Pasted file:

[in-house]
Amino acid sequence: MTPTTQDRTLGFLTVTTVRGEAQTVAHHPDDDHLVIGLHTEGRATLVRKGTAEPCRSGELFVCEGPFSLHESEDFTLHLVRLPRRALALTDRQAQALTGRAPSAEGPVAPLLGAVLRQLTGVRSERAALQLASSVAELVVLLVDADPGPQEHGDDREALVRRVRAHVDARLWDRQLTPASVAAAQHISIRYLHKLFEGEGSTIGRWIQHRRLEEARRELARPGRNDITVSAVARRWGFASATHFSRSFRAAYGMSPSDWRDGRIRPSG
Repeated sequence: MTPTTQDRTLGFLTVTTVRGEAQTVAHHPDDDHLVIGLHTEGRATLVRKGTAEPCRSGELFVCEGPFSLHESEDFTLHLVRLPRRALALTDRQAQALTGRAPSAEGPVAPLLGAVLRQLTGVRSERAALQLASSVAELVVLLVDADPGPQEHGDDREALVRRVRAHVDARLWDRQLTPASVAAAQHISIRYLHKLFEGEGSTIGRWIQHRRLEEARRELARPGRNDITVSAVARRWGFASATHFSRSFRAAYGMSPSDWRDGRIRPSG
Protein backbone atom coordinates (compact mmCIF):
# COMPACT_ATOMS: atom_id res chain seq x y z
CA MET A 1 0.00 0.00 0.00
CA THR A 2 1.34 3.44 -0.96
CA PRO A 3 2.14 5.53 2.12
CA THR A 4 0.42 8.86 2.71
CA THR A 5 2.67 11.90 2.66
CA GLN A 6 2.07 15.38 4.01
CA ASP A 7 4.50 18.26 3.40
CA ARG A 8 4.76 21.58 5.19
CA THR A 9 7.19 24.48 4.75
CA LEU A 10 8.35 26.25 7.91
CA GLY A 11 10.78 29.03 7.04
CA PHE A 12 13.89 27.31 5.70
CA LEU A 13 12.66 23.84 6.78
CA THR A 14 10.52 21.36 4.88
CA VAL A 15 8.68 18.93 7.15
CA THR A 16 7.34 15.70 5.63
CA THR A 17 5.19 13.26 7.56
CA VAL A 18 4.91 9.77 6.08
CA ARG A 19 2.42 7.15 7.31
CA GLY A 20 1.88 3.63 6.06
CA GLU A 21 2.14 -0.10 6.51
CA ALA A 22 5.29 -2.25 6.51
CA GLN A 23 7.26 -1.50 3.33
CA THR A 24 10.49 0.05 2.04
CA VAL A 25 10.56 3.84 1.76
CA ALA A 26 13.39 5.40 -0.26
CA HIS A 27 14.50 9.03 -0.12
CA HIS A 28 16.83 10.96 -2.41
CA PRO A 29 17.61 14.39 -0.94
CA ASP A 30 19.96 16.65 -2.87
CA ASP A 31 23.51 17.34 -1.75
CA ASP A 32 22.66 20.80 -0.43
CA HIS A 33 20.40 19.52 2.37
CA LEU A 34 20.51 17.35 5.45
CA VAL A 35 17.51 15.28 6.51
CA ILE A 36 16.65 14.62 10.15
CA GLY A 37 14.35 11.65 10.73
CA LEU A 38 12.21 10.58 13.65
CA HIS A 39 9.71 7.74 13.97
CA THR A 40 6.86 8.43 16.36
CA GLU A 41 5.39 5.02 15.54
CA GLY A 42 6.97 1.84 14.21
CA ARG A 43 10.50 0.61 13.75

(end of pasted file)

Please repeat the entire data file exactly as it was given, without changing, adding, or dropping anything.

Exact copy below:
[in-house]
Amino acid sequence: MTPTTQDRTLGFLTVTTVRGEAQTVAHHPDDDHLVIGLHTEGRATLVRKGTAEPCRSGELFVCEGPFSLHESEDFTLHLVRLPRRALALTDRQAQALTGRAPSAEGPVAPLLGAVLRQLTGVRSERAALQLASSVAELVVLLVDADPGPQEHGDDREALVRRVRAHVDARLWDRQLTPASVAAAQHISIRYLHKLFEGEGSTIGRWIQHRRLEEARRELARPGRNDITVSAVARRWGFASATHFSRSFRAAYGMSPSDWRDGRIRPSG
Repeated sequence: MTPTTQDRTLGFLTVTTVRGEAQTVAHHPDDDHLVIGLHTEGRATLVRKGTAEPCRSGELFVCEGPFSLHESEDFTLHLVRLPRRALALTDRQAQALTGRAPSAEGPVAPLLGAVLRQLTGVRSERAALQLASSVAELVVLLVDADPGPQEHGDDREALVRRVRAHVDARLWDRQLTPASVAAAQHISIRYLHKLFEGEGSTIGRWIQHRRLEEARRELARPGRNDITVSAVARRWGFASATHFSRSFRAAYGMSPSDWRDGRIRPSG
Protein backbone atom coordinates (compact mmCIF):
# COMPACT_ATOMS: atom_id res chain seq x y z
CA MET A 1 0.00 0.00 0.00
CA THR A 2 1.34 3.44 -0.96
CA PRO A 3 2.14 5.53 2.12
CA THR A 4 0.42 8.86 2.71
CA THR A 5 2.67 11.90 2.66
CA GLN A 6 2.07 15.38 4.01
CA ASP A 7 4.50 18.26 3.40
CA ARG A 8 4.76 21.58 5.19
CA THR A 9 7.19 24.48 4.75
CA LEU A 10 8.35 26.25 7.91
CA GLY A 11 10.78 29.03 7.04
CA PHE A 12 13.89 27.31 5.70
CA LEU A 13 12.66 23.84 6.78
CA THR A 14 10.52 21.36 4.88
CA VAL A 15 8.68 18.93 7.15
CA THR A 16 7.34 15.70 5.63
CA THR A 17 5.19 13.26 7.56
CA VAL A 18 4.91 9.77 6.08
CA ARG A 19 2.42 7.15 7.31
CA GLY A 20 1.88 3.63 6.06
CA GLU A 21 2.14 -0.10 6.51
CA ALA A 22 5.29 -2.25 6.51
CA GLN A 23 7.26 -1.50 3.33
CA THR A 24 10.49 0.05 2.04
CA VAL A 25 10.56 3.84 1.76
CA ALA A 26 13.39 5.40 -0.26
CA HIS A 27 14.50 9.03 -0.12
CA HIS A 28 16.83 10.96 -2.41
CA PRO A 29 17.61 14.39 -0.94
CA ASP A 30 19.96 16.65 -2.87
CA ASP A 31 23.51 17.34 -1.75
CA ASP A 32 22.66 20.80 -0.43
CA HIS A 33 20.40 19.52 2.37
CA LEU A 34 20.51 17.35 5.45
CA VAL A 35 17.51 15.28 6.51
CA ILE A 36 16.65 14.62 10.15
CA GLY A 37 14.35 11.65 10.73
CA LEU A 38 12.21 10.58 13.65
CA HIS A 39 9.71 7.74 13.97
CA THR A 40 6.86 8.43 16.36
CA GLU A 41 5.39 5.02 15.54
CA GLY A 42 6.97 1.84 14.21
CA ARG A 43 10.50 0.61 13.75